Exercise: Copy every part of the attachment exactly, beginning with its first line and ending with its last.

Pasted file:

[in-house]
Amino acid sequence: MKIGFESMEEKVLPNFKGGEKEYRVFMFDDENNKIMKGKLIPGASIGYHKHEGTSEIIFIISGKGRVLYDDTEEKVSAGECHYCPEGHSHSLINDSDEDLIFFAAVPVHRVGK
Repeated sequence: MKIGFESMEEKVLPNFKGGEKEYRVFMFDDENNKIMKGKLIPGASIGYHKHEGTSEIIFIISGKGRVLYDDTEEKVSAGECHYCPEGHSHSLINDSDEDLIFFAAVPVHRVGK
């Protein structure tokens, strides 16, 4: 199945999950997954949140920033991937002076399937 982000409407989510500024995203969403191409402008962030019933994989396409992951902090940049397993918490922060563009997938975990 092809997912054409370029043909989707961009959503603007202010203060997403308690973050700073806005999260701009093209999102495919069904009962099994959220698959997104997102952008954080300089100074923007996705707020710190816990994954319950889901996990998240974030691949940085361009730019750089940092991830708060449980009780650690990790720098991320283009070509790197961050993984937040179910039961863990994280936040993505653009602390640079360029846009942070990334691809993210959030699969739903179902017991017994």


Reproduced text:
[in-house]
Amino acid sequence: MKIGFESMEEKVLPNFKGGEKEYRVFMFDDENNKIMKGKLIPGASIGYHKHEGTSEIIFIISGKGRVLYDDTEEKVSAGECHYCPEGHSHSLINDSDEDLIFFAAVPVHRVGK
Repeated sequence: MKIGFESMEEKVLPNFKGGEKEYRVFMFDDENNKIMKGKLIPGASIGYHKHEGTSEIIFIISGKGRVLYDDTEEKVSAGECHYCPEGHSHSLINDSDEDLIFFAAVPVHRVGK
């Protein structure tokens, strides 16, 4: 199945999950997954949140920033991937002076399937 982000409407989510500024995203969403191409402008962030019933994989396409992951902090940049397993918490922060563009997938975990 092809997912054409370029043909989707961009959503603007202010203060997403308690973050700073806005999260701009093209999102495919069904009962099994959220698959997104997102952008954080300089100074923007996705707020710190816990994954319950889901996990998240974030691949940085361009730019750089940092991830708060449980009780650690990790720098991320283009070509790197961050993984937040179910039961863990994280936040993505653009602390640079360029846009942070990334691809993210959030699969739903179902017991017994």